Rand Paul wants to send a message to his colleagues about U.S. policy toward Egypt policy, but he's doing it by adding one wrong to another.
Like millions of other Americans, Republican Senator Rand Paul is upset that the United States isn't currently doing more (more publicly, that is) to protest Egypt's recent detention of 19 Americans, non-governmental workers who stand accused of illegally receiving foreign funding. Unlike those other millions, however, Paul can do something about it. So how is the junior senator from Kentucky protesting Egypt's decision to prosecute the 19?
He decided to hold a hostage of his own: judicial nominee Adalberto Jose Jordan, a smart, talented, qualified Cuban-American nominee who is slotted to join the 11th U.S. Circuit Court of Appeals. The Paul-induced drama won't last long -- it should be resolved by Wednesday at the latest -- but it's a tidy example of how and why recent polls reveal that the approval rating for our federal legislators is at an all-time low.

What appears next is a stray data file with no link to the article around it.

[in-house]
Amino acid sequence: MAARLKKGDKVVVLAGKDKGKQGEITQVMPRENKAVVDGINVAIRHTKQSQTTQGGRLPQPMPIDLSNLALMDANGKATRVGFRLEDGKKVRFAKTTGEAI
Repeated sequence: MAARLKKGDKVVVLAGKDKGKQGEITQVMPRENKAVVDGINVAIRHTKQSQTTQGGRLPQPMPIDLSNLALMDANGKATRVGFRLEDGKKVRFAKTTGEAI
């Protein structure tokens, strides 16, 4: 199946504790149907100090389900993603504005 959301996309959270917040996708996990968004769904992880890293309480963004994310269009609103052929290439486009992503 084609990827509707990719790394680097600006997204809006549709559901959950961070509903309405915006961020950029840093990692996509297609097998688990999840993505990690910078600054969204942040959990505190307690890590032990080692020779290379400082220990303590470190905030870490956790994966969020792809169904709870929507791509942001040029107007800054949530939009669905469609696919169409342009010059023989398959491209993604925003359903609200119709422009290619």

Paul wants to send a message to his colleagues about Egypt and American foreign policy -- and he's doing it by adding one wrong on top of another. Not only is the senator blocking Jordan's nomination for no legitimate reason, a choice which deprives the 11th Circuit of the judge it needs, in doing so he's also evidently delaying debate and consideration of jobs-related legislation. How dysfunctional is that quinella?